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Include Services, Intellectual Property In FTA, Says Australia

Bernama, Malaysia

Include Services, Intellectual Property In FTA, Says Australia

9 August 2006

KUALA LUMPUR, Aug 9 (Bernama) — Australia, which is keen to tie up a free trade agreement (FTA) with Asean) by the end of 2007, wants the services sector and protection of intellectual property (IP) be given top priority in the trade pact.

"From Australia’s perspective, the big gain for us in the FTA with Asean will be in the services sector and the protection of IP.

"We want IP to be a component of the agreement as it is important to us," Australian Foreign Minister Alexander Downer, who was in Kuala Lumpur recently to attend the 39th Asean Ministerial Meeting and the 13th Asean Regional Forum, had told reporters.

He said talks were going on between Asean, Australia and New Zealand to negotiate a FTA that would further help economic integration and strengthen relations between the regions — which are already in the pink at present.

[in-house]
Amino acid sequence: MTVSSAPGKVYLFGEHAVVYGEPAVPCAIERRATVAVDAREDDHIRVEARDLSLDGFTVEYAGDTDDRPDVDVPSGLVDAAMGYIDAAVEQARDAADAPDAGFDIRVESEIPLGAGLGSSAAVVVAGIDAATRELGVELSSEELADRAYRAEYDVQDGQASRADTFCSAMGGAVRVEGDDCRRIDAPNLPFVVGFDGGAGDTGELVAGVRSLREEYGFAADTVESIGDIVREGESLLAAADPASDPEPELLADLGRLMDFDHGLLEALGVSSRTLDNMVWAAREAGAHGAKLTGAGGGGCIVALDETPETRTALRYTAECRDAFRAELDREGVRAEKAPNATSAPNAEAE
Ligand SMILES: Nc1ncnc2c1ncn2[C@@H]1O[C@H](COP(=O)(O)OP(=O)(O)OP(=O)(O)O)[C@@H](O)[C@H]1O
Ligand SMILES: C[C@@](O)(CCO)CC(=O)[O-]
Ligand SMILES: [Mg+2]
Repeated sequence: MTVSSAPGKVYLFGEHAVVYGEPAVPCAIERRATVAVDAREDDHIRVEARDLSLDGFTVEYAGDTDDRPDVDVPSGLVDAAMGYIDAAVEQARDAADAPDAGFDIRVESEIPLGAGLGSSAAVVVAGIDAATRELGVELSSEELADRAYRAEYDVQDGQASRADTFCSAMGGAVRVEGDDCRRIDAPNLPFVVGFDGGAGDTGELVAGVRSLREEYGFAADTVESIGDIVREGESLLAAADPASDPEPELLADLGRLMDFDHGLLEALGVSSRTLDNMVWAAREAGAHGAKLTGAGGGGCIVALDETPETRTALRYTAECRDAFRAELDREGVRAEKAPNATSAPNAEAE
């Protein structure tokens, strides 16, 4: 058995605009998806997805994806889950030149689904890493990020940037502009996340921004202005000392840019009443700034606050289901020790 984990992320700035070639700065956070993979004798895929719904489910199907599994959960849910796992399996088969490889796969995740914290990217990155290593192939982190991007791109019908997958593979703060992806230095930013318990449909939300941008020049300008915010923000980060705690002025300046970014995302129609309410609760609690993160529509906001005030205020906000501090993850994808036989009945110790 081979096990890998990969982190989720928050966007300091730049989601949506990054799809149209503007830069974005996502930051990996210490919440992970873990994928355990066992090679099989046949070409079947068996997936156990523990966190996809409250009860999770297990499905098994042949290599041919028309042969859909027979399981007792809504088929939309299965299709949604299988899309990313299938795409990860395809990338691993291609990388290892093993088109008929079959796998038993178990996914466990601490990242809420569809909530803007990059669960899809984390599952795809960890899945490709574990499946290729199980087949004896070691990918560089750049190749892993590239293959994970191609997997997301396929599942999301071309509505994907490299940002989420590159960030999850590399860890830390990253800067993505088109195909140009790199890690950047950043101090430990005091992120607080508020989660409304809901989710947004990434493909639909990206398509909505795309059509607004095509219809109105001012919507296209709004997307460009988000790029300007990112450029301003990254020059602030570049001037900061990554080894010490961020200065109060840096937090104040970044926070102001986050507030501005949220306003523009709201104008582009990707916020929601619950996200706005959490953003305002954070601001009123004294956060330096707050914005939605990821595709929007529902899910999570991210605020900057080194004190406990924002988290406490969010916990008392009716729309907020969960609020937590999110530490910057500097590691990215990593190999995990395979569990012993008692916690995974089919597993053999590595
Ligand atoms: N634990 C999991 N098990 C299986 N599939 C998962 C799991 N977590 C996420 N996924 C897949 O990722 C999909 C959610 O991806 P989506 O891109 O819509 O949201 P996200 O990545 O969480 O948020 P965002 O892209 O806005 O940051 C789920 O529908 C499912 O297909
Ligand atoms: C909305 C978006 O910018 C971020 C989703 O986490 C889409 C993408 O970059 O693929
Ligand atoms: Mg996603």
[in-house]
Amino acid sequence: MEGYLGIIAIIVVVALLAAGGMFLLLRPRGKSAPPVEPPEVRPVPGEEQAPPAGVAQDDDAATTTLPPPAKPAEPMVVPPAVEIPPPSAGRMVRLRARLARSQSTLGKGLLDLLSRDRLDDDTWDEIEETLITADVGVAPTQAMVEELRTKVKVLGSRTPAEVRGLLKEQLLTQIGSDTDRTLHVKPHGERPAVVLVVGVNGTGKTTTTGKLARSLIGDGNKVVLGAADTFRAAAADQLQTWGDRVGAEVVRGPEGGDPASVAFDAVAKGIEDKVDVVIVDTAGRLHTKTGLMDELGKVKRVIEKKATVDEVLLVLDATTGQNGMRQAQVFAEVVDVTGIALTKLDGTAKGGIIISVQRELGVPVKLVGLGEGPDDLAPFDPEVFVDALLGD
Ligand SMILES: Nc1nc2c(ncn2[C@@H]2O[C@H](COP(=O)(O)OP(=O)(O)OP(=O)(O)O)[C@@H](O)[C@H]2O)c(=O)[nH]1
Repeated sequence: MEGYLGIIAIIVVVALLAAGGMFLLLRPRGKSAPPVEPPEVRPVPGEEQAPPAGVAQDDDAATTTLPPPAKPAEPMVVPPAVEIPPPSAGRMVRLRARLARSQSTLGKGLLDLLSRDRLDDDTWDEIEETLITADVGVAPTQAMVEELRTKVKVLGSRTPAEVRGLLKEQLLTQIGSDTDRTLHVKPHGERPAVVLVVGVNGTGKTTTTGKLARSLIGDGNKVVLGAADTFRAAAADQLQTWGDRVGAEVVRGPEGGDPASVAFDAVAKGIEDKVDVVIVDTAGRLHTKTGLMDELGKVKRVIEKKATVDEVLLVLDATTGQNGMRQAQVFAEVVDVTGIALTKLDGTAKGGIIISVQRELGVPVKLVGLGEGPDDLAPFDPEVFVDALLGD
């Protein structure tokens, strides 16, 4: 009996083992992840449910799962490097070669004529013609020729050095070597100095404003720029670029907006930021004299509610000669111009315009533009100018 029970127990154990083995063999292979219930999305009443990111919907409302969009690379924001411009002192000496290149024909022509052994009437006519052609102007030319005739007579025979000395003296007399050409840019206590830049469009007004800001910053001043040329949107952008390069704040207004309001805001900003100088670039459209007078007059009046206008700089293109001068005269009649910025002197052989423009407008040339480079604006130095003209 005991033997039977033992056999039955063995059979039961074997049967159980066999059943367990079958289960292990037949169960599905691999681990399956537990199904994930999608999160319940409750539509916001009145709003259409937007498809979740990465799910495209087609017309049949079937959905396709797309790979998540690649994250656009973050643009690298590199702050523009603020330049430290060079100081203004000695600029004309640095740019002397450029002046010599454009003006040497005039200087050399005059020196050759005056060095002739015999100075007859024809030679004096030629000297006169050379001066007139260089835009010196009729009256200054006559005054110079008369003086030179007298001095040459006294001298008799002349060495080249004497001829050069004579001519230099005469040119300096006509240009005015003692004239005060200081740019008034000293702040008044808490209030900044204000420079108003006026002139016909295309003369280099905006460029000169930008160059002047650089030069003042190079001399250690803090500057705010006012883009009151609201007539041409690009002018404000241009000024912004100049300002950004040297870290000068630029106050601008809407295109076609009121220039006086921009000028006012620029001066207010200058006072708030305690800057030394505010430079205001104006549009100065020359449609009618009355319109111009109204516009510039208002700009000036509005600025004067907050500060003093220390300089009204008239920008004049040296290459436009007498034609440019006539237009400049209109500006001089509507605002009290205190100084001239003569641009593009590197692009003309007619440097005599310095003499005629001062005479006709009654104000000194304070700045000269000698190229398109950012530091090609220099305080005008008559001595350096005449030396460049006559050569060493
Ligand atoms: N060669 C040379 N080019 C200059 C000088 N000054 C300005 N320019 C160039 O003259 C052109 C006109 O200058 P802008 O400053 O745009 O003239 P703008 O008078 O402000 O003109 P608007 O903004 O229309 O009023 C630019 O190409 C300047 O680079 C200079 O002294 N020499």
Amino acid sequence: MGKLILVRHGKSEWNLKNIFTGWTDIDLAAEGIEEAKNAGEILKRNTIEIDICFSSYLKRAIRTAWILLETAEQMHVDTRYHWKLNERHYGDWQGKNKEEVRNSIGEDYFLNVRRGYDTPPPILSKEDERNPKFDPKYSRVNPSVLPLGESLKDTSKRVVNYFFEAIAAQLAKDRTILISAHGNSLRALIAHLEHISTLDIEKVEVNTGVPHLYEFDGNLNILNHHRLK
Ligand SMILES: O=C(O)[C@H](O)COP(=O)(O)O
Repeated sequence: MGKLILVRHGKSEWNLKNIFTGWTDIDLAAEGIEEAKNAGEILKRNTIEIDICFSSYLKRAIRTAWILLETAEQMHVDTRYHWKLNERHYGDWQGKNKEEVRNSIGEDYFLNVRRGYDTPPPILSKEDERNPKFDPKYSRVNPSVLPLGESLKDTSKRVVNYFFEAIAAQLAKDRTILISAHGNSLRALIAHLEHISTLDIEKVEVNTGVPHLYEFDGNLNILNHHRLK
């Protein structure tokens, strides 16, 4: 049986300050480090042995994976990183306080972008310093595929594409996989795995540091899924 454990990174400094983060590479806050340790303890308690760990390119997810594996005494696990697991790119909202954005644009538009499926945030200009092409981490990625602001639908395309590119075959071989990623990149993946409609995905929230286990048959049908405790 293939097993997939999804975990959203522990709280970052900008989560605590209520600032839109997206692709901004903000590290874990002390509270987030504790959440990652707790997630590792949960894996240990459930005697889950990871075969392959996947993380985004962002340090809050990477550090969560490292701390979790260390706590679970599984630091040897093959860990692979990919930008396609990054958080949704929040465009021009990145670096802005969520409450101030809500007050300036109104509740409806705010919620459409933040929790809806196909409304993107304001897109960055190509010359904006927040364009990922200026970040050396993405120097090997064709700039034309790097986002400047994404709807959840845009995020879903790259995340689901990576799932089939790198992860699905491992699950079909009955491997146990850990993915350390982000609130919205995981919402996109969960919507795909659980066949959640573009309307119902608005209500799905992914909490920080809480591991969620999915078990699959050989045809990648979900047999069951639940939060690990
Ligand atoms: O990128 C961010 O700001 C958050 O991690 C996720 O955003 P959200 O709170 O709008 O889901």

"Asean’s relations with Australia have entered a golden period after the signing of TAC (Treaty of Amity and Cooperation).

"We can repeat the gold medal performance this year and next year.

"So by next year, I hope we can initial a FTA between Asean-Australia and New Zealand and get a good, comprehensive framework agreement liberalising trade barriers," said Downer.

Last December, during the inaugural East Asian Summit in Kuala Lumpur, Downer signed the instrument of Australia’s accession to TAC, a pre-condition to join the summit.

Asean-Australia-New Zealand FTA talks began last year.

The TAC, an outcome of the 1976 Bali Summit, rules out the use of force to settle regional disputes and calls for settlement by peaceful means and also respect for independence and territorial integrity.

With the breakdown in the World Trade Organisation talks in Doha recently, Downer said the trade liberalisation agenda was vital for Asean, Australia and New Zealand as it could help expand intra-regional trade.

Asean-Australian two-way trade topped RM122 billion (A$43.9 billion), with exports worth RM44.2 billion (A$15.9 billion) and imports worth over RM77.8 billion (A$28 billion) last year.

Major Australian exports to the region included crude petroleum, non-monetary gold, aluminium, copper and dairy products. Over the same period, Australia’s exports of services were worth over RM14.1 billion (A$5.1 billion).